Few studies have analyzed cross-cultural PANSS data. International, multicenter clinical medication trials typically randomize or stratify PANSS data by treatment group since their interest is drug efficacy (Beasley et al., 1997; Costa e Silva et al., 2001; Findling et al., 2008; Garcia et al., 2009; Kane et al., 2006; Kasper et al., 2003; Lasser et al., 2004; Lee et al., 2002; Olié et al., 2002; Ryckmans et al., 2009; van Os et al., 2004), with little interest in differences in PANSS responses between countries, ethnicities, or languages. In a previous study, Aggarwal and colleagues (2011) found substantial differences between psychiatric inpatients from four hospitals in Changsha, China and inpatients in the US CATIE schizophrenia trial (Lieberman et al., 2005). Generally, Chinese scores were substantially lower than American scores, but Chinese ratings were especially (>20%) higher on items such as hostility, disturbance of volition, lack of insight and poor impulse control, which the authors attributed to rater differences in the application of interpersonal cultural norms emphasizing harmonious relationships and adherence to authority in China. In a rare exception, Mechri et al. (2009) organized PANSS data according to subscale and total scores for patients with schizophrenia from France and Tunisia. They found that neurological soft signs were associated with the PANSS disorganization sub-scale in the French sample, but with the PANSS negative sub-scale in the Tunisian sample. Most studies using the PANSS focus on treatment comparisons, assuming that cross-cultural impacts are negligible.
This study compares differences among inpatients in the CATIE study and a Beijing sample on total and subscale scores. Individual items are identified that differ by sample in the total PANSS scale and subscales. Assuming that schizophrenia manifests similarly in China and the US and that translation from English to Chinese is reasonably equivalent, variant item ratings countering broad trends may reflect cultural differences in clinical presentations, patient responses, or PANSS application by raters.
The Chinese sample came from hospitalized inpatients in Beijing (N=504) and included age, gender, days of hospitalization, and PANSS individual item ratings. The study was conducted at the Beijing Hui Long Guan Hospital and HeBei Province Veteran Psychiatric Hospital. Beijing Hui Long Guan Hospital is one of the largest psychiatric hospitals in China with more than 1300 inpatient beds and is located 30 km from central Beijing. This hospital serves a catchment population of 13 million people. These patients had a duration of illness averaging 24.4 ± 9.6 years with 10.0 ± 9.5 years of hospitalization.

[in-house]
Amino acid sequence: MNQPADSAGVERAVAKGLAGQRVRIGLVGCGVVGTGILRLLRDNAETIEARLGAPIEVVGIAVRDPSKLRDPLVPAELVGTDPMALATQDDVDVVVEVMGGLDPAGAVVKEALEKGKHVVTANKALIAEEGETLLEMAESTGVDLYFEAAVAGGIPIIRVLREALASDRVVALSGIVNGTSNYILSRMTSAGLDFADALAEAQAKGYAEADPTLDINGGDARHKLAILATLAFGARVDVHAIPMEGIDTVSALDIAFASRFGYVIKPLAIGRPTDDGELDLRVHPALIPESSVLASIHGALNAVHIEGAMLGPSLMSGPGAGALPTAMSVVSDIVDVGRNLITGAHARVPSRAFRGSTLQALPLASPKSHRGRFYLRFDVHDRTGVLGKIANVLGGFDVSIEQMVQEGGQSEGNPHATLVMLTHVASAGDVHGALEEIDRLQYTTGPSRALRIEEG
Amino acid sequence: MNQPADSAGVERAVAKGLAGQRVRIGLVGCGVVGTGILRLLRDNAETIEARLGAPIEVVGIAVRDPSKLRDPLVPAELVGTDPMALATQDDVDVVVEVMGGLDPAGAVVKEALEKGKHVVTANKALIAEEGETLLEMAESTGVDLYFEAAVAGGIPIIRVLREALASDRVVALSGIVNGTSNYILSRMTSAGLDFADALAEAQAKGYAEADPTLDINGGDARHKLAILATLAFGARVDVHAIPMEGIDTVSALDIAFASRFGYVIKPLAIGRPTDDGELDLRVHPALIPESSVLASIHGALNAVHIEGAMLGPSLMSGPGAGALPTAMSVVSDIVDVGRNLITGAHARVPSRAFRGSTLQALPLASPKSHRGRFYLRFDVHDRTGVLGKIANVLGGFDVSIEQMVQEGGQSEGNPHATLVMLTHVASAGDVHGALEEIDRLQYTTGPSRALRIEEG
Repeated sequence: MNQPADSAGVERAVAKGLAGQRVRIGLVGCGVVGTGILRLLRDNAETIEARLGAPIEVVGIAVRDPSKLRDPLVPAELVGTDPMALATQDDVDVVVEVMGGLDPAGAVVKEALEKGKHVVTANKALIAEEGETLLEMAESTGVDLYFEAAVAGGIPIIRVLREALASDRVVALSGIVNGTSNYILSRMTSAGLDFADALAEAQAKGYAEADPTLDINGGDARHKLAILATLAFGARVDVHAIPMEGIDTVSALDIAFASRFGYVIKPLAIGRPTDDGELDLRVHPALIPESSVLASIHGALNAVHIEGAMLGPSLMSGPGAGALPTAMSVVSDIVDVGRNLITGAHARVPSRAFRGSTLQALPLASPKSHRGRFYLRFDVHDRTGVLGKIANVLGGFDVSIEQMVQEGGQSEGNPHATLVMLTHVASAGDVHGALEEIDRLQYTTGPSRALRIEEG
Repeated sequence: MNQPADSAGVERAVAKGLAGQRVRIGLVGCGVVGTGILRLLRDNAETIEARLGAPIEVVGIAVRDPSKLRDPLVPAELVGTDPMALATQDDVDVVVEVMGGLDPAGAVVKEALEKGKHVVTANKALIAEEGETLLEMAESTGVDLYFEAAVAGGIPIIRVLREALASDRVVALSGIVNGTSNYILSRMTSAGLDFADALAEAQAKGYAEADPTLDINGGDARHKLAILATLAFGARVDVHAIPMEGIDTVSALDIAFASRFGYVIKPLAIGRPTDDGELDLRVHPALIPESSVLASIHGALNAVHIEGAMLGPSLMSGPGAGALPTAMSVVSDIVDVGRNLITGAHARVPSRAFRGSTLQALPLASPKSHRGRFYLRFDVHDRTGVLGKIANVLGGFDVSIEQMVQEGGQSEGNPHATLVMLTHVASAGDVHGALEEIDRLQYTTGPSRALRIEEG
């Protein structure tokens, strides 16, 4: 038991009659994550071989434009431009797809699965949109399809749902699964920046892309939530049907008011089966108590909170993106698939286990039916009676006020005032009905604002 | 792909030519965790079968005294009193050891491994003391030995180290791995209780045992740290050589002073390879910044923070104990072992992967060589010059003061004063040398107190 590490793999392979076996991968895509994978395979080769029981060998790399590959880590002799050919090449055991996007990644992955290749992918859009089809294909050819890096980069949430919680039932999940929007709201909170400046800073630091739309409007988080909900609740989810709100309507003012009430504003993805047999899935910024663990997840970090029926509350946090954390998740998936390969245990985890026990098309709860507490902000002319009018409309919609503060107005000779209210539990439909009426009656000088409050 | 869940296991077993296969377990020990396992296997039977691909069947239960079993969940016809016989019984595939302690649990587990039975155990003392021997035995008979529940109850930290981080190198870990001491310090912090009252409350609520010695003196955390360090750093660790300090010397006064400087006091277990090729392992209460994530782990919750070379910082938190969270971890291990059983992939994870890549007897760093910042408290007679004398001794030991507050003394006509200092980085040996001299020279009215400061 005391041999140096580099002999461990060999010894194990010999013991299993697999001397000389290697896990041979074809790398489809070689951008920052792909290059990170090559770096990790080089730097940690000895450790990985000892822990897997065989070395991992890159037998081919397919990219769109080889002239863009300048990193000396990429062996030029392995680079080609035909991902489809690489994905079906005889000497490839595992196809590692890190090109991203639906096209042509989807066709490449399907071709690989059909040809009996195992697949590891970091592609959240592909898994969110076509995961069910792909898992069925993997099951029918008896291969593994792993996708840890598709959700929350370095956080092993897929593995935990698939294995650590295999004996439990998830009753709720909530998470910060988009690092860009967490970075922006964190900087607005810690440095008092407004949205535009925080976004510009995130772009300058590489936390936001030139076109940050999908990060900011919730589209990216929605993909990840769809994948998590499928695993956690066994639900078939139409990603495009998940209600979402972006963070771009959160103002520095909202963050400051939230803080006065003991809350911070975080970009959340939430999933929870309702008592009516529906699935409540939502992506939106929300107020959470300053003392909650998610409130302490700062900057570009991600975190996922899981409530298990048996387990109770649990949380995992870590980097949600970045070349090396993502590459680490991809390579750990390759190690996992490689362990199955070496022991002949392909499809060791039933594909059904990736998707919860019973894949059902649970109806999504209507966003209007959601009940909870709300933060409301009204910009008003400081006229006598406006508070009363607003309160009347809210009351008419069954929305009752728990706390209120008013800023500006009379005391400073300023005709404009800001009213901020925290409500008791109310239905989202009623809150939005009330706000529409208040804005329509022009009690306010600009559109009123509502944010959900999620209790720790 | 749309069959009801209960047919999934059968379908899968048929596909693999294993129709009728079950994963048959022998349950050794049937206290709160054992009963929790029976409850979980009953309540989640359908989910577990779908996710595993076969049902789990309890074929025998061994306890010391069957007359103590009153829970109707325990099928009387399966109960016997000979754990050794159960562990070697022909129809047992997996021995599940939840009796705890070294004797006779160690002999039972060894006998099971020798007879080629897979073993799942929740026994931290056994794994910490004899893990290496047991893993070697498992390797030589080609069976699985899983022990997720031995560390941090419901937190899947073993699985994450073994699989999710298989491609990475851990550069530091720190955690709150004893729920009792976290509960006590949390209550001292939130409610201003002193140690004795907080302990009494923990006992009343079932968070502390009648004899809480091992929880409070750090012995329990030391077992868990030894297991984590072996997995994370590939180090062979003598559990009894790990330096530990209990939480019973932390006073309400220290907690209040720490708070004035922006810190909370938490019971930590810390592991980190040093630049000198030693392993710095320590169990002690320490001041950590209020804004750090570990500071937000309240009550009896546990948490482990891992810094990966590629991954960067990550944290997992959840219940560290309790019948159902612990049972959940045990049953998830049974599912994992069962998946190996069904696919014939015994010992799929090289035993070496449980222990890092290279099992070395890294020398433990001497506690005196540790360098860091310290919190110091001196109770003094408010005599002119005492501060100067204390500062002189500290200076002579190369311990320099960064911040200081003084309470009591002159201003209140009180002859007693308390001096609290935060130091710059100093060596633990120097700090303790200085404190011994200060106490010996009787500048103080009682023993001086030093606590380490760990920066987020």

This hospital also has an outpatient setting, treating individuals with slight to moderate severity of psychosis or following-up patients after inpatient stay. Patients with moderate to severe severity of symptoms [generally with Clinical Global Impression (CGI) ≥4], first-episode psychosis, and acutely exacerbations are hospitalized. For first-episode patients, the length of hospitalization is short, generally 2–6 months due to good response to antipsychotic treatment. Commonly used antipsychotics include chlorpromazine, haloperidol or perphenazine among first-generation antipsychotics and risperidone, clozapine, olanzapine or aripiprazole among second generation antipsychotics. The study was performed between December 2006 and May 2007.
For the Chinese samples, all schizophrenic patients were of the chronic subtype, with duration of illness for at least 5 years. The recruitment criteria included: 1) age 16–75 years; 2) Han Chinese ethnicity; 3) confirmed DSM-IV diagnosis of schizophrenia; 4) at least 5 years of illness; 5) stable prescriptions of oral antipsychotic drugs for at least 6 months before entry into the study; 6) written informed consent and able to take part in neuropsychological assessment. Patients with medical or psychiatric co-morbidities and those needing other medications were included.